God revealed His purpose for describing a future temple to Ezekiel (referred to here as “Son of man”). Ezekiel’s temple has never been built. Solomon built the first, which was destroyed by the Babylonians, as Ezekiel’s prophecy predicted. Zerubbabel built the second, which was super-sized by Herod the Great, but destroyed by the Romans in 70 AD. Ezekiel’s temple is sometimes called the “Third Temple,” or the “Millennial Temple.” Depending on one’s eschatology, some would see it as describing a spiritual temple fulfilled by the church. Others would see a literal fulfillment in the last days or during the Millennial kingdom. Regardless, Ezekiel was to describe it, so that the people of Israel would be “ashamed of all their sins.”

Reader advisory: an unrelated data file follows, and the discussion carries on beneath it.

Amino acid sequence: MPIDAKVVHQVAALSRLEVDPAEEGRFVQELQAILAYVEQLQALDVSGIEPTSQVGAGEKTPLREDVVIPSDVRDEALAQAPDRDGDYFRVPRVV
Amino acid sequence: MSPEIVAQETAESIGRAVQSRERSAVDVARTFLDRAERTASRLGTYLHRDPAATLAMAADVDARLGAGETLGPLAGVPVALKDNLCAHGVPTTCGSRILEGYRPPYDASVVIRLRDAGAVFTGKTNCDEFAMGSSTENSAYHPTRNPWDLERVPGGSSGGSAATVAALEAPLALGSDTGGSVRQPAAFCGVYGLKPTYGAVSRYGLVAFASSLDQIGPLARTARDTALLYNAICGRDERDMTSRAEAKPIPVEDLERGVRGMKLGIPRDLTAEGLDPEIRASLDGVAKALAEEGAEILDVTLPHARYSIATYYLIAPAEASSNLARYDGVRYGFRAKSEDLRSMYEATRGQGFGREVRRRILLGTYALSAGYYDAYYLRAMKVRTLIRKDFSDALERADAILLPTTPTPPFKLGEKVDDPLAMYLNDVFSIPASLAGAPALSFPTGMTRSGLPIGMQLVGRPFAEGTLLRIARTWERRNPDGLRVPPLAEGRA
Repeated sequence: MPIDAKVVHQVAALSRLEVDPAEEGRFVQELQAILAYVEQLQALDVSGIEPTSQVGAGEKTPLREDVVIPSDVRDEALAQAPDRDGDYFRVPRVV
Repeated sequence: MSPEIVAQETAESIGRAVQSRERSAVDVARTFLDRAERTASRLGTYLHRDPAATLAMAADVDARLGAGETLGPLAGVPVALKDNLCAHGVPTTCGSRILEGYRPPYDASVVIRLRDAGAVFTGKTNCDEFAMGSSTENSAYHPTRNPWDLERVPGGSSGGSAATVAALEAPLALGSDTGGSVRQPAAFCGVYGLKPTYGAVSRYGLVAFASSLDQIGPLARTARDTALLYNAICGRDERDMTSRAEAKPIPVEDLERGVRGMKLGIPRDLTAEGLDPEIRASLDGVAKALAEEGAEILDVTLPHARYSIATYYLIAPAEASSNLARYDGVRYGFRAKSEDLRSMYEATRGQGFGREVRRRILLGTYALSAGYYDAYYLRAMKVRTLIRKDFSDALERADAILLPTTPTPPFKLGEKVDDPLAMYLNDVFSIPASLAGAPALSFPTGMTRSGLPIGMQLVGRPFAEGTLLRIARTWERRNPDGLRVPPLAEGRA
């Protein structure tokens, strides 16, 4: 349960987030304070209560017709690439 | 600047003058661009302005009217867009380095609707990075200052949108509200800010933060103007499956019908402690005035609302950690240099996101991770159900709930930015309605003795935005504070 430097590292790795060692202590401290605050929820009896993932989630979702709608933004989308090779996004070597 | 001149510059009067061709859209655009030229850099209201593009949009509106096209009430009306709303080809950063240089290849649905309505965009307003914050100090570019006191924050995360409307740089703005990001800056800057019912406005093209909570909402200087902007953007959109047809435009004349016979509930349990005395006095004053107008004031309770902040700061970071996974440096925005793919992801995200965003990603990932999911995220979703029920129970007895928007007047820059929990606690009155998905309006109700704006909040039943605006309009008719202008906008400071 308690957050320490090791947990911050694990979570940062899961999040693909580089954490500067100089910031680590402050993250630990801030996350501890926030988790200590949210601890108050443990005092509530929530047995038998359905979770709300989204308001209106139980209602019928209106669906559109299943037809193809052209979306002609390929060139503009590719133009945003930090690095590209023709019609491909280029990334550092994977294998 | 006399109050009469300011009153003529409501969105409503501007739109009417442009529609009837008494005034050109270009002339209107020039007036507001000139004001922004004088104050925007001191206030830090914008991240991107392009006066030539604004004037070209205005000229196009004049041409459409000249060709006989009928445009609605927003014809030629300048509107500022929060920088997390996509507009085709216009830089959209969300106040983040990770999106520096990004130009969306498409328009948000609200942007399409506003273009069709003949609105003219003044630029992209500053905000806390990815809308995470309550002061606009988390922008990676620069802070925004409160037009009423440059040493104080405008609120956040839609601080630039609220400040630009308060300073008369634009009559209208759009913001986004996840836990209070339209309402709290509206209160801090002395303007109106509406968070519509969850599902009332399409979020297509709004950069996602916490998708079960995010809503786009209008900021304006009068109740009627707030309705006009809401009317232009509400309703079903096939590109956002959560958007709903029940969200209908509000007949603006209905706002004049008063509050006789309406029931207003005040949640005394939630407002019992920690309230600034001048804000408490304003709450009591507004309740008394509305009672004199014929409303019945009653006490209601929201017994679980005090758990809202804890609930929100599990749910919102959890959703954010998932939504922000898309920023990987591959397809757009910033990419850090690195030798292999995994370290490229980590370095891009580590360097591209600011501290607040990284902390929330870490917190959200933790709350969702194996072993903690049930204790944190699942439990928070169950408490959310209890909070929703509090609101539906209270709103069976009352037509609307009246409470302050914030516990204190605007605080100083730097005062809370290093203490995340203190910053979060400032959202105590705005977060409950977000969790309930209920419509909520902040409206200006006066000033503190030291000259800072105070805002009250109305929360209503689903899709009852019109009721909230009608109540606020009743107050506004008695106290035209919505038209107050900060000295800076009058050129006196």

Shame is an appropriate response to sin. Yet, there is a hardening of the heart which reduces shame to a dull tickling and then a complete denial. Ezekiel was to describe God’s future temple and returning glory, so that their hearts would feel shame, turning to God in repentance for forgiveness and salvation.
Christ is God’s provision for our sin and shame. He came to take the sin and shame of those would believe in Him.